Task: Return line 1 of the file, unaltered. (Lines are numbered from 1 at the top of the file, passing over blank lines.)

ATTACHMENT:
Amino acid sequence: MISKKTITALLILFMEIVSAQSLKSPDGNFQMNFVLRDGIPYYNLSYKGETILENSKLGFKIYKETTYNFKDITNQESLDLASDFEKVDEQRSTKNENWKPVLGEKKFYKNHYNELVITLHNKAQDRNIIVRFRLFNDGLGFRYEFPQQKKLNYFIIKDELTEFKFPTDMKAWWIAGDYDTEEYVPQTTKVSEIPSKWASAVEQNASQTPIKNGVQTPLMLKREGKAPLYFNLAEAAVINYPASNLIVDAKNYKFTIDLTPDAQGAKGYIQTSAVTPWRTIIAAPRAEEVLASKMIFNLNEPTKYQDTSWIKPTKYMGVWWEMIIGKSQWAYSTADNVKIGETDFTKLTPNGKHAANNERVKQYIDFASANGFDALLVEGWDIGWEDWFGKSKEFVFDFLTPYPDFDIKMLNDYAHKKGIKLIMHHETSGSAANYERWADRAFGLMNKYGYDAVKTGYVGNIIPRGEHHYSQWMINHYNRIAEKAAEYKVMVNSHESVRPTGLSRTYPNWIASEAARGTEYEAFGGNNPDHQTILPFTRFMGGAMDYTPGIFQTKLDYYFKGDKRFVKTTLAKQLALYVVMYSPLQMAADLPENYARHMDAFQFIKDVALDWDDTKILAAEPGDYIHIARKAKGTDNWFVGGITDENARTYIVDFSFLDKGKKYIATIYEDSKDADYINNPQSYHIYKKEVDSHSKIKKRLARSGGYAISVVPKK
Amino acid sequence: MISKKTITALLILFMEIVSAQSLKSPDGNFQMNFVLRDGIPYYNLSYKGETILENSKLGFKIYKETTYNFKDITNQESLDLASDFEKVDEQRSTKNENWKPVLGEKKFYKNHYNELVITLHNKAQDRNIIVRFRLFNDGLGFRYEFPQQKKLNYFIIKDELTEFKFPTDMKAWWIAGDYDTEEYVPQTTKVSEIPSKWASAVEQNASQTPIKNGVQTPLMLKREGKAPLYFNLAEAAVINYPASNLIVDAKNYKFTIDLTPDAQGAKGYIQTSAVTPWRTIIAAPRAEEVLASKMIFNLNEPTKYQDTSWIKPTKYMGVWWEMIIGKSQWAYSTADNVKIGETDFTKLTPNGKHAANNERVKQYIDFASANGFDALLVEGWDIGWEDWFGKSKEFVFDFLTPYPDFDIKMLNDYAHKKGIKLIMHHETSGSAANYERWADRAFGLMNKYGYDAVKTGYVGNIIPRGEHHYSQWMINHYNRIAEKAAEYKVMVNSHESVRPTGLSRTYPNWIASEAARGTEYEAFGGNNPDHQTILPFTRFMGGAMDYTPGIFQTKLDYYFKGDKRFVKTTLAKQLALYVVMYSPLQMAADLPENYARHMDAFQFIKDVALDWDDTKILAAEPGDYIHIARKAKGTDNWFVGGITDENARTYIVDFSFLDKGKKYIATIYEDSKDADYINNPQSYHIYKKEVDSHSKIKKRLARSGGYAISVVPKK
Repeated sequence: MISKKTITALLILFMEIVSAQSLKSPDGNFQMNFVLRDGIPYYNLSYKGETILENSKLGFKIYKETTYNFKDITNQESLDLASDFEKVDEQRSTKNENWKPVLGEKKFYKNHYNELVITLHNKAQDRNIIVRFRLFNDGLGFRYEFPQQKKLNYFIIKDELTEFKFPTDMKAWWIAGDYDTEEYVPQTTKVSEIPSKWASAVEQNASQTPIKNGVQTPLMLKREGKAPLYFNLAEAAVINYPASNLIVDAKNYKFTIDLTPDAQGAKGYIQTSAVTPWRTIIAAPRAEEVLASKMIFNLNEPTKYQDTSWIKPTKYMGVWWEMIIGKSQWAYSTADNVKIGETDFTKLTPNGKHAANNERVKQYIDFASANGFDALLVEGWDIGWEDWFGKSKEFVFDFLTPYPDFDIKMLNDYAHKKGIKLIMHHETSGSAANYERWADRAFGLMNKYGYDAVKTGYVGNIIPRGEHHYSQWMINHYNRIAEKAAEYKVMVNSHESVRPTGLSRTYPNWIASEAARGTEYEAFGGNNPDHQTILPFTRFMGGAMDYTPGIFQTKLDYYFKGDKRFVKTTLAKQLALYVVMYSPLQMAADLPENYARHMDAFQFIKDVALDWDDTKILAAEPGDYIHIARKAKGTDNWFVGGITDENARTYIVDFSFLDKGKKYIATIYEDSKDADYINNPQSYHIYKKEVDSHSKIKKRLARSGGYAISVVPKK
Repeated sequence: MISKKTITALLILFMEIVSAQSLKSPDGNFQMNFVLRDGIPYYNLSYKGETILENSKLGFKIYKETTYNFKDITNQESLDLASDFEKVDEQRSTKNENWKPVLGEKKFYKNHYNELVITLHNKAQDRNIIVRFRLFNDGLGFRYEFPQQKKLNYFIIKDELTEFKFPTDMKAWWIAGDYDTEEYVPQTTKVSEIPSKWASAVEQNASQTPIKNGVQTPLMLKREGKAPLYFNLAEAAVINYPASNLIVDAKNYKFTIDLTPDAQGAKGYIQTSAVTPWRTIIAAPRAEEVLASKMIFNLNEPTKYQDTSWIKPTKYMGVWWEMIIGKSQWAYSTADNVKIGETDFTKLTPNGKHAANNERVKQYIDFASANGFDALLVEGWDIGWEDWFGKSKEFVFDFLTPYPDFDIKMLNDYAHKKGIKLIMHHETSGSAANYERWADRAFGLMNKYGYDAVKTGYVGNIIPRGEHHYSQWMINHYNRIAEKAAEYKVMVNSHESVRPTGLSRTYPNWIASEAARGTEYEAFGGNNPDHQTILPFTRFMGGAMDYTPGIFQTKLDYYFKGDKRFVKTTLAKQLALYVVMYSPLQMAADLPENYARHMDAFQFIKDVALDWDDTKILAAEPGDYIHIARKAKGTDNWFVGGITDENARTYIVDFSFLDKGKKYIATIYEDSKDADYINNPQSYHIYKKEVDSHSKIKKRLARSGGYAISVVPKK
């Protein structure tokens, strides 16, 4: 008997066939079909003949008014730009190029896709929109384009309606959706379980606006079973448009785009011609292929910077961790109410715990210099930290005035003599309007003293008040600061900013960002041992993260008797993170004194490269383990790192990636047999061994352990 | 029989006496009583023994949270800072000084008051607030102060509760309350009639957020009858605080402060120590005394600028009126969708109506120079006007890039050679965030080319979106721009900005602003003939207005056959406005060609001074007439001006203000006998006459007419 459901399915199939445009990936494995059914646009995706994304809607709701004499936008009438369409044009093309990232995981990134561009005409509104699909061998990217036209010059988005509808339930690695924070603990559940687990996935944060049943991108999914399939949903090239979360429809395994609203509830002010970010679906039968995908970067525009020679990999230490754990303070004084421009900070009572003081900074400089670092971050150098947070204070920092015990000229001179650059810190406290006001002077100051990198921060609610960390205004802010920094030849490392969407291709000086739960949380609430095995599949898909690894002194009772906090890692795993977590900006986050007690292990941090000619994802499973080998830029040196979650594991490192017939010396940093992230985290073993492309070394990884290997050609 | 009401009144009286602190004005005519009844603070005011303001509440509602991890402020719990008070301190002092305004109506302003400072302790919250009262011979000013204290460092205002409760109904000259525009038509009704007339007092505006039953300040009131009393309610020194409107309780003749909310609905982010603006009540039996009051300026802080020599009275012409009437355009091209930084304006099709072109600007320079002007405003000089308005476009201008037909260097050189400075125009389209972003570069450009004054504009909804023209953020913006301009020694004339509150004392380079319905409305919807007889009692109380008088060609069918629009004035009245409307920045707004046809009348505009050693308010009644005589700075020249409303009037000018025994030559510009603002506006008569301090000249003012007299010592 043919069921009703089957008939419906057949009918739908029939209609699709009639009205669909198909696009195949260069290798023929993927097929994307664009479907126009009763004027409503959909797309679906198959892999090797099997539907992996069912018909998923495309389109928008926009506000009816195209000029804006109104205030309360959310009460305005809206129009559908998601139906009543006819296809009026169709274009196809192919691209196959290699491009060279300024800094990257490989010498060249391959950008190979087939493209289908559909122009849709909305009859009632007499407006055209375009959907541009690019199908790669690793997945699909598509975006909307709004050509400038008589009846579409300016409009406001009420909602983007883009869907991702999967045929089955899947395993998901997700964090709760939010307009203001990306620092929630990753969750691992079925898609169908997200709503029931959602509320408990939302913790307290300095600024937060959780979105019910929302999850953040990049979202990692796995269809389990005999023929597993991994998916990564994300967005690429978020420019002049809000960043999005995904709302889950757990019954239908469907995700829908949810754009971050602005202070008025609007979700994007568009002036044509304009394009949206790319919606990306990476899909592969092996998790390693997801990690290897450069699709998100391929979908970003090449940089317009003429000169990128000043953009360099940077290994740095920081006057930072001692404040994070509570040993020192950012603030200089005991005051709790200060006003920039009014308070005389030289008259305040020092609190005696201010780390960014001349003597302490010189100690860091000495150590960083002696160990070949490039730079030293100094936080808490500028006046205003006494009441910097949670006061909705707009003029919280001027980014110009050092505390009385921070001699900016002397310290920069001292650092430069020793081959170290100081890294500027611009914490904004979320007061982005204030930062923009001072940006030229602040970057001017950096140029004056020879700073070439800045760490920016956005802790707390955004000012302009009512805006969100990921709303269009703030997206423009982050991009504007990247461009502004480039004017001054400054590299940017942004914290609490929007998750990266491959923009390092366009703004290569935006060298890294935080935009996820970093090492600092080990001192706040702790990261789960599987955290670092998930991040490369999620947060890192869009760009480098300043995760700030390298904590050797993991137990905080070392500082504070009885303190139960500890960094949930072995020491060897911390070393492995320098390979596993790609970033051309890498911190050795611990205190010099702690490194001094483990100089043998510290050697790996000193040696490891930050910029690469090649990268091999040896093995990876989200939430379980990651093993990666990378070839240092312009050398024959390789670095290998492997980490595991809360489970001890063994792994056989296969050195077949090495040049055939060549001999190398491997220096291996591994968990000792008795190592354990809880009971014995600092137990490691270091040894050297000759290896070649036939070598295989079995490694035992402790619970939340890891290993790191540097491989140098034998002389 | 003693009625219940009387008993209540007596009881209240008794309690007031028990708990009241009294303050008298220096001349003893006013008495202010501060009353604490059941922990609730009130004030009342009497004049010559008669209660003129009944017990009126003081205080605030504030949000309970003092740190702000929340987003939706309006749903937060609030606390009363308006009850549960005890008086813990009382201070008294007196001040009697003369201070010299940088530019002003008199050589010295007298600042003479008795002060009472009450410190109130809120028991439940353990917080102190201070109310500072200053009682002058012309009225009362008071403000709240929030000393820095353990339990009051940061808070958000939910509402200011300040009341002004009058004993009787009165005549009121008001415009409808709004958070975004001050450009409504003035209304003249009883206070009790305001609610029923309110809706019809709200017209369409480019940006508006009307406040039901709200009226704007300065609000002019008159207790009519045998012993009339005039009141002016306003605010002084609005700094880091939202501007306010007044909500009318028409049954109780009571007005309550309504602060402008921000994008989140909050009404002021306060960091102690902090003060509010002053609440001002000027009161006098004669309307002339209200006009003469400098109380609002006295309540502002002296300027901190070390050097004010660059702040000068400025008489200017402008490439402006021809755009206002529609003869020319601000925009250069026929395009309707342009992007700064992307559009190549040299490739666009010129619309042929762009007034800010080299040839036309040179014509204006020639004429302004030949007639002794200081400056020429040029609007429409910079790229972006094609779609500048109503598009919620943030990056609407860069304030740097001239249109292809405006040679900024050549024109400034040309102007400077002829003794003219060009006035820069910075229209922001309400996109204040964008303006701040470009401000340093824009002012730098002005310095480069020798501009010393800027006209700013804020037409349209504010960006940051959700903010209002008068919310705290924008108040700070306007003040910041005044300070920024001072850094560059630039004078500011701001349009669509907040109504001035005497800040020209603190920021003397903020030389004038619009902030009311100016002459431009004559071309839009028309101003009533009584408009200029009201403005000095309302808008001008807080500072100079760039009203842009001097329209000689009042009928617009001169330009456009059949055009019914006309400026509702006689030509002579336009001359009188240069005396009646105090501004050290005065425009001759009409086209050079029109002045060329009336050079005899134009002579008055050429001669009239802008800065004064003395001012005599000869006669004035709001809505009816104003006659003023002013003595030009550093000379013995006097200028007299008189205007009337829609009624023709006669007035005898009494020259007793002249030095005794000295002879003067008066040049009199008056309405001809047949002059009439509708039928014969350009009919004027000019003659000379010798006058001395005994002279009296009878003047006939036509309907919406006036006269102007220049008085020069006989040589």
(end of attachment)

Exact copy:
Amino acid sequence: MISKKTITALLILFMEIVSAQSLKSPDGNFQMNFVLRDGIPYYNLSYKGETILENSKLGFKIYKETTYNFKDITNQESLDLASDFEKVDEQRSTKNENWKPVLGEKKFYKNHYNELVITLHNKAQDRNIIVRFRLFNDGLGFRYEFPQQKKLNYFIIKDELTEFKFPTDMKAWWIAGDYDTEEYVPQTTKVSEIPSKWASAVEQNASQTPIKNGVQTPLMLKREGKAPLYFNLAEAAVINYPASNLIVDAKNYKFTIDLTPDAQGAKGYIQTSAVTPWRTIIAAPRAEEVLASKMIFNLNEPTKYQDTSWIKPTKYMGVWWEMIIGKSQWAYSTADNVKIGETDFTKLTPNGKHAANNERVKQYIDFASANGFDALLVEGWDIGWEDWFGKSKEFVFDFLTPYPDFDIKMLNDYAHKKGIKLIMHHETSGSAANYERWADRAFGLMNKYGYDAVKTGYVGNIIPRGEHHYSQWMINHYNRIAEKAAEYKVMVNSHESVRPTGLSRTYPNWIASEAARGTEYEAFGGNNPDHQTILPFTRFMGGAMDYTPGIFQTKLDYYFKGDKRFVKTTLAKQLALYVVMYSPLQMAADLPENYARHMDAFQFIKDVALDWDDTKILAAEPGDYIHIARKAKGTDNWFVGGITDENARTYIVDFSFLDKGKKYIATIYEDSKDADYINNPQSYHIYKKEVDSHSKIKKRLARSGGYAISVVPKK